I wrote this recipe to be made in the traditional way, wrapped in cloth and fully boiled, rather than in a pudding steamer, because I wanted to be true to tradition (and I was not spending 40 bucks on a pudding steamer I was going to use once a year). You can relax a bit in the dried fruit department and use any combination you’re fond of (Queen Victoria and Prince Albert were quite partial to prunes themselves), provided that the weight is the same. This pudding can be made weeks ahead of time, provided that it’s hung to age in a cool, well-ventilated place and checked daily to prevent mold growth on the satchel (though dunking it in booze every few days will pretty much take care of that). Personally I make it only a few days before Christmas, because I remember everything at the last possible minute (I’m a busy lady).
- The day before you make the pudding, put all the dried fruit and diced apple into an extra-large bowl. Steep the teabags in the boiling water for ten minutes, then wring them out well and discard. Pour the tea and alcohol into the bowl and stir well. Cover with plastic wrap and leave on the counter overnight.
- Also the day before: In a small bowl cut together the shortening with 2/3 cup of flour with a fork till you get small, pebbly bits. Place in the freezer overnight.
- The next day, begin by setting your wire rack into your large pot, or use an inverted small plate if you don’t have a rack small enough. Fill the pot ⅔ full with water and set over high heat, dropping to medium once it hits a rolling boil.
- Drain off any extra liquid that has not been absorbed by the fruit (save it in the fridge— it makes a nice cocktail ingredient). Make a well in the center of the fruit, add the eggs and half and half, whip them together till smooth, then stir into the fruit with a large spoon.
- Add the bread crumbs, 1/4 cup flour, baking powder, brown sugar, spices, and salt and mix very well. Remove the shortening/flour mixture from the freezer and toss that in, along with the walnuts. Mix well, then place in the freezer while you prepare your cloth.
- Boil your cheesecloth for a minute to sterilize, then remove with tongs and press well to wring out excess water. Unfurl one sheet, lay it out on a clean counter or wooden board, and generously sprinkle with some flour, gently rubbing it across the cloth to help create a seal. Lay the second piece of cheesecloth over it, rotated 45 degrees, and repeat the flouring process.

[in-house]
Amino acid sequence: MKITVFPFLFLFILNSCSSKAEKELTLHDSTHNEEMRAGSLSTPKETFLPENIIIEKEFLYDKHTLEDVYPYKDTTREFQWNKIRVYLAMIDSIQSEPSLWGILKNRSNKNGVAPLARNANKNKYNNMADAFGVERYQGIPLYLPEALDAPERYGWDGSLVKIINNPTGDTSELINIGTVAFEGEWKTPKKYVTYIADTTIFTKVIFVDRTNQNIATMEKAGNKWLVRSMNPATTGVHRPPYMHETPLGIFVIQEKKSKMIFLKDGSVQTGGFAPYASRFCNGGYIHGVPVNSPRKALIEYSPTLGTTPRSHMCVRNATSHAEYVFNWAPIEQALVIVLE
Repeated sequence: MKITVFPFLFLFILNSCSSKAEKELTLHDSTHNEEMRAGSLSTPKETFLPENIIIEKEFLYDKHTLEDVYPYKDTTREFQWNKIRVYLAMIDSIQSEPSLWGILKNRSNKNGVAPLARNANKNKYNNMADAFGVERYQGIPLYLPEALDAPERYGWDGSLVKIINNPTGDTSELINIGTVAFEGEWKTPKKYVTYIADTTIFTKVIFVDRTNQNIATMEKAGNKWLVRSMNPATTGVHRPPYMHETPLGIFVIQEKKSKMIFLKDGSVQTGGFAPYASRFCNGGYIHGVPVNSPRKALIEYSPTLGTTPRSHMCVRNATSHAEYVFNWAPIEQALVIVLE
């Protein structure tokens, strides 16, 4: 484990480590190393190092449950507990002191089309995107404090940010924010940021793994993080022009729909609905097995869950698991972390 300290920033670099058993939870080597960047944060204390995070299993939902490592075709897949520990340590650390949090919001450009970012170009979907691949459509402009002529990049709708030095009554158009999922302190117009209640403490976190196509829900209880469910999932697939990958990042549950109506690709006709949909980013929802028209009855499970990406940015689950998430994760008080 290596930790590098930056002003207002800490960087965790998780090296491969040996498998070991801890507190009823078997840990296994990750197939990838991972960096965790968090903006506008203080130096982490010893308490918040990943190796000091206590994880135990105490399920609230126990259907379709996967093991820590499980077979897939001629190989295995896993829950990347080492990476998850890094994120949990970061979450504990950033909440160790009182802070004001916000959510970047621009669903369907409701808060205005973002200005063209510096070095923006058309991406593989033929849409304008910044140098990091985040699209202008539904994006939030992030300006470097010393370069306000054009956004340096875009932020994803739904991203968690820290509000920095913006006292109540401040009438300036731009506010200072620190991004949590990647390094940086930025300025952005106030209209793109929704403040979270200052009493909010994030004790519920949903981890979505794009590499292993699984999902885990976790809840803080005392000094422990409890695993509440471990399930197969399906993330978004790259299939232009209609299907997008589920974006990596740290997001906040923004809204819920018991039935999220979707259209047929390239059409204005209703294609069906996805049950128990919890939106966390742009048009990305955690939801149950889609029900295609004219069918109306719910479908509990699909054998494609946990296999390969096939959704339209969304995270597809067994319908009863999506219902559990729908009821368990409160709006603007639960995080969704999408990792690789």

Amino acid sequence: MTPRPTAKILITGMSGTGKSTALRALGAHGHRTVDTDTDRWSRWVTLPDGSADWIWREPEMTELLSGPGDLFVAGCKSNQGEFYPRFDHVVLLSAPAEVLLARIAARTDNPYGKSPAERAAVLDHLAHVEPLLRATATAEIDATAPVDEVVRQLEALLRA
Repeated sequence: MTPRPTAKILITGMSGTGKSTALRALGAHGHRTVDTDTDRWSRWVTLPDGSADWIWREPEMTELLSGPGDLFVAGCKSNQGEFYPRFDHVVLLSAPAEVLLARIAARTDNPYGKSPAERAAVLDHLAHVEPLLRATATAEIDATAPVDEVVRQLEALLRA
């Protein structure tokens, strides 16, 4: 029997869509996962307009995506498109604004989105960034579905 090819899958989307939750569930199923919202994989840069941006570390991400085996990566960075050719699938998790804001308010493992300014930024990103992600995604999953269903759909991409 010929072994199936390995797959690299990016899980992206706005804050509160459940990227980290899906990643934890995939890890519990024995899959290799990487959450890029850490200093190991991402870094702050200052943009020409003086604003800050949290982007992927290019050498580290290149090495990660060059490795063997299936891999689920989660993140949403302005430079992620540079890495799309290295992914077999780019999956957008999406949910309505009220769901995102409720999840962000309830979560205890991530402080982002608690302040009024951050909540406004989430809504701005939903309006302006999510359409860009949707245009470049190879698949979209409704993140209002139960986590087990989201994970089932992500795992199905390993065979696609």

- Remove the pudding mixture from the freezer and, using your hands, scoop it out onto the center of the cloth, gently patting it into a round. Pick up the ends of the cheesecloth and bundle it into a tight satchel, tying it tightly closed with butcher’s twine. Gently lower it into the boiling water, adding more water to cover if not fully submerged.
- Place a lid on the pot, cracking it open slightly, and boil over medium heat for a minimum of six hours. Check every 20 minutes or so to top it off with some more water, ensuring the pudding stays covered.
- Once cooked, gently lift the pudding and place in a colander to drain for half an hour or so. Using a hook or length of twine, hang your pudding somewhere in the house that has plenty of ventilation so it can air-dry. Keep a bowl under it the first day to catch any errant drips.
- At this point, the pudding can be hung to age up to two months. Some people like giving it a nice dousing of booze every day or two, but that’s not at all necessary. Just make sure to check the satchel daily to keep it clean and mold-free if you’re choosing to age it. If you can’t wait to eat your pudding, you can get right to serving the day after it’s hung.
- To serve: Once again break out your large pot and wire rack setup, and either steam or boil the pudding for two hours to warm through.
- While the pudding reheats, make the hard sauce: In a 2-quart saucepan, melt the butter over medium heat, then add the brown sugar and treacle (or corn syrup). Stir constantly with a wooden spoon, making sure you get into those corners, until the melted sugar looks smooth and begins to bubble like hot lava. Turn heat to low, stand at arm’s length, and slowly pour in the heavy cream. It will bubble and spit like mad until all the cream is stirred in, so be careful! Add the booze plus a pinch of salt, stir well until completely smooth, and set aside until ready to serve.
- Gently untie the pudding and place on a large serving platter. Add a sprig of fresh holly to the top if you’d like to be traditional. Pour the hard sauce into a fancy little gravy boat or something like that, and bring to the table with the pudding.
- At the table, pour a hefty ladleful of rum or brandy over the pudding, enough that some will pool onto the plate. Set it on fire, take a step back, and be really impressed with yourself.
Allison Robicelli is a D-list celebrity-chef chef, author, humorist, entrepreneur, general polymath, and all-around good time. You may remember her from such places as Food52, Eater, Food Network, VH1, and many other quirky corners of the food Internet. She is the author of the critically acclaimed cookbook/memoir Robicelli's: A Love Story, With Cupcakes, which has been called one of the funniest food-related books of all time. You should buy it.